Peter Woodruff M  2:30 - 3:55Druckenmiller-004
Comprehensive laboratory course in molecular biology and biochemistry that reflects how research is conducted and communicated. Includes sequential weekly experiments, resulting in a cohesive, semester-long research project. Begins with genetic engineering to produce a recombinant protein, continues with its purification, and finishes with functional and structural characterization. Emphasis is on cloning strategy, controlling protein expression, and protein characterization using techniques such as polymerase chain reaction, affinity chromatography, isoelectric focusing, and high-performance liquid chromatography. Students also learn to manipulate data using structural and image analysis software.
310. Instrumental Analysis
Elizabeth Stemmler M  2:30 - 3:55
W  2:30 - 3:55
Druckenmiller-024
Theoretical and practical aspects of instrumental techniques, including nuclear magnetic resonance spectroscopy, infrared spectroscopy, Raman spectroscopy, and mass spectrometry are covered, in conjunction with advanced chromatographic methods. Applications of instrumental techniques to the analysis of biological and environmental samples are covered. Lectures and two hours of laboratory work per week.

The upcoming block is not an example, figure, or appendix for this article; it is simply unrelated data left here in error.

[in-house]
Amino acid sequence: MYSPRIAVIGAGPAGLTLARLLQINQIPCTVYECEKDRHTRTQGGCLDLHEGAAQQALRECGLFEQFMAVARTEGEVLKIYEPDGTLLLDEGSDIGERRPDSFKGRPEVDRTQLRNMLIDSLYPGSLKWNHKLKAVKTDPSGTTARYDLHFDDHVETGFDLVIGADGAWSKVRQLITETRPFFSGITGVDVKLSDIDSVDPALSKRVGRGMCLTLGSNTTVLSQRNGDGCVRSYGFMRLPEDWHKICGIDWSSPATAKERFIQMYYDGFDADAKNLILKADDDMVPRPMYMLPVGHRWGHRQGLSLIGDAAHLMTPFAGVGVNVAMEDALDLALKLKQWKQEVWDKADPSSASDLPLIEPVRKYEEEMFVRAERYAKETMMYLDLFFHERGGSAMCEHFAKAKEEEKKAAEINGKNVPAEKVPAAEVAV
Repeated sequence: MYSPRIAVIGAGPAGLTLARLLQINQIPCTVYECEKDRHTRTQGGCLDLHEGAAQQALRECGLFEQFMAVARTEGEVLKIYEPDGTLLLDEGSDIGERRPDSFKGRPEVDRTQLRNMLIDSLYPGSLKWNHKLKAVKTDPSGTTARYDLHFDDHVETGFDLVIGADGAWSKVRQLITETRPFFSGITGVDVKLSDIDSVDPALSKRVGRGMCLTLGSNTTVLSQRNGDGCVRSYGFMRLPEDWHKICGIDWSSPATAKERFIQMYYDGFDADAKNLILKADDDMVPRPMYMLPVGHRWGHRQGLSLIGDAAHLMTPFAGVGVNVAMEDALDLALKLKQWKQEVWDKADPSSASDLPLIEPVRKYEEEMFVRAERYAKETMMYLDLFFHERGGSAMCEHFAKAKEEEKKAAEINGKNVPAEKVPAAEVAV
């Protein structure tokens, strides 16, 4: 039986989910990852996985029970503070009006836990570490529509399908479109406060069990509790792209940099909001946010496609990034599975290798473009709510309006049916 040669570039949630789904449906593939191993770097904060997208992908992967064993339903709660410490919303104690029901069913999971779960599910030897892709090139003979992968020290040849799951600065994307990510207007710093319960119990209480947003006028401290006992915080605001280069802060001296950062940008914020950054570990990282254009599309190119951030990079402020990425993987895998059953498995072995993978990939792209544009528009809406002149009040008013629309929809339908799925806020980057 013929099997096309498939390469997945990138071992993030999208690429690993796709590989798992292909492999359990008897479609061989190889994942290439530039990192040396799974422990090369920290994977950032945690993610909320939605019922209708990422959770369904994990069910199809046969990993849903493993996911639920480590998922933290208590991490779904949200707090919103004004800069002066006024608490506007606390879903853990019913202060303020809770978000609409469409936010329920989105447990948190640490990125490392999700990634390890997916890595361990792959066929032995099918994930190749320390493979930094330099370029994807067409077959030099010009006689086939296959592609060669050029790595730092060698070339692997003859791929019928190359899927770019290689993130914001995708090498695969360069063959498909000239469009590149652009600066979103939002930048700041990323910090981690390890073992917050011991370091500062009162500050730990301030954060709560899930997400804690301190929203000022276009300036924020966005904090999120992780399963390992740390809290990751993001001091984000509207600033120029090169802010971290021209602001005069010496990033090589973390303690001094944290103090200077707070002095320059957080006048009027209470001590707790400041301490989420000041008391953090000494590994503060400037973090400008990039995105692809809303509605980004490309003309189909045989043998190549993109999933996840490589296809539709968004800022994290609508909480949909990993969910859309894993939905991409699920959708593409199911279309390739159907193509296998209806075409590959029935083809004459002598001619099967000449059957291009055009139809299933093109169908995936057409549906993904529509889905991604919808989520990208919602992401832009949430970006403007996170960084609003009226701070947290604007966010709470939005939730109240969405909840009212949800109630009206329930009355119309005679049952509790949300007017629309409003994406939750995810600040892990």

331. Chemical Biology
Danielle Dube M  10:00 - 11:25
W  10:00 - 11:25
Druckenmiller-024
The power of organic synthesis has had a tremendous impact on our understanding of biological systems. Examines case studies in which synthetically derived small molecules have been used as tools to tease out answers to questions of biological significance. Topics include synthetic strategies that have been used to make derivatives of the major classes of biomolecules (nucleic acids, proteins, carbohydrates, and lipids), and the experimental breakthroughs these molecules have enabled (e.g., polymerase-chain reaction, DNA sequencing, microarray technology). Emphasis is on current literature, experimental design, and critical review of manuscripts.
350. Atmospheric Chemistry
Laura Voss T  2:30 - 3:55
TH 2:30 - 3:55
Druckenmiller-024
An in-depth study in the chemistry that affects atmospheric composition and global climate change. Topics include ozone depletion, tropospheric pollution, understanding past climates, and modern research techniques.